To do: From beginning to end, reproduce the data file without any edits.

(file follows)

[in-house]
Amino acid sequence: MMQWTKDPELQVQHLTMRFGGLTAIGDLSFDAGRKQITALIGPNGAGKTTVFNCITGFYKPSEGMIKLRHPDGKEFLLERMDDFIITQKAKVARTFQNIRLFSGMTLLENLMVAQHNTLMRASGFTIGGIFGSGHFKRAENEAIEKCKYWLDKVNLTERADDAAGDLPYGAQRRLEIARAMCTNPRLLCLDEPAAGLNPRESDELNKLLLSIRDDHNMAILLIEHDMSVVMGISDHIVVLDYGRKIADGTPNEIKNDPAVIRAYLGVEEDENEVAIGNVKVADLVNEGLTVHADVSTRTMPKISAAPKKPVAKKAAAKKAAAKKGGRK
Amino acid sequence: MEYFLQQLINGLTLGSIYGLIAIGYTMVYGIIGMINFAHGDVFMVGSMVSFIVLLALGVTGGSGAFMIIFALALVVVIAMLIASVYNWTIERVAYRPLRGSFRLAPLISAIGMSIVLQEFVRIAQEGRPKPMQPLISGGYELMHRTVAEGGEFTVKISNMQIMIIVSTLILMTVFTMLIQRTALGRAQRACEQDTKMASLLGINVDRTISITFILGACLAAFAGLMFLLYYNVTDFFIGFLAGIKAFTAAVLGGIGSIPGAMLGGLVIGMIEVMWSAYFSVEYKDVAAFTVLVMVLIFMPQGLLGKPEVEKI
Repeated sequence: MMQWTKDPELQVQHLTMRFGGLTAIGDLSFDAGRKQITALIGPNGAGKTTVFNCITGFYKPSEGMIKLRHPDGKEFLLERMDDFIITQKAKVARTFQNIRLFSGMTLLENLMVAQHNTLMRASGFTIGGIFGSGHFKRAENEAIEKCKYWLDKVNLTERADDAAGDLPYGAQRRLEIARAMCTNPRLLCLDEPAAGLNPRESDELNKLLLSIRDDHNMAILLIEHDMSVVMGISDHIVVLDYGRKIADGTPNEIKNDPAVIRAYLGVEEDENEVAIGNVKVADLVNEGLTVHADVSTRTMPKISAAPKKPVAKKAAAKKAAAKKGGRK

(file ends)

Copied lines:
[in-house]
Amino acid sequence: MMQWTKDPELQVQHLTMRFGGLTAIGDLSFDAGRKQITALIGPNGAGKTTVFNCITGFYKPSEGMIKLRHPDGKEFLLERMDDFIITQKAKVARTFQNIRLFSGMTLLENLMVAQHNTLMRASGFTIGGIFGSGHFKRAENEAIEKCKYWLDKVNLTERADDAAGDLPYGAQRRLEIARAMCTNPRLLCLDEPAAGLNPRESDELNKLLLSIRDDHNMAILLIEHDMSVVMGISDHIVVLDYGRKIADGTPNEIKNDPAVIRAYLGVEEDENEVAIGNVKVADLVNEGLTVHADVSTRTMPKISAAPKKPVAKKAAAKKAAAKKGGRK
Amino acid sequence: MEYFLQQLINGLTLGSIYGLIAIGYTMVYGIIGMINFAHGDVFMVGSMVSFIVLLALGVTGGSGAFMIIFALALVVVIAMLIASVYNWTIERVAYRPLRGSFRLAPLISAIGMSIVLQEFVRIAQEGRPKPMQPLISGGYELMHRTVAEGGEFTVKISNMQIMIIVSTLILMTVFTMLIQRTALGRAQRACEQDTKMASLLGINVDRTISITFILGACLAAFAGLMFLLYYNVTDFFIGFLAGIKAFTAAVLGGIGSIPGAMLGGLVIGMIEVMWSAYFSVEYKDVAAFTVLVMVLIFMPQGLLGKPEVEKI
Repeated sequence: MMQWTKDPELQVQHLTMRFGGLTAIGDLSFDAGRKQITALIGPNGAGKTTVFNCITGFYKPSEGMIKLRHPDGKEFLLERMDDFIITQKAKVARTFQNIRLFSGMTLLENLMVAQHNTLMRASGFTIGGIFGSGHFKRAENEAIEKCKYWLDKVNLTERADDAAGDLPYGAQRRLEIARAMCTNPRLLCLDEPAAGLNPRESDELNKLLLSIRDDHNMAILLIEHDMSVVMGISDHIVVLDYGRKIADGTPNEIKNDPAVIRAYLGVEEDENEVAIGNVKVADLVNEGLTVHADVSTRTMPKISAAPKKPVAKKAAAKKAAAKKGGRK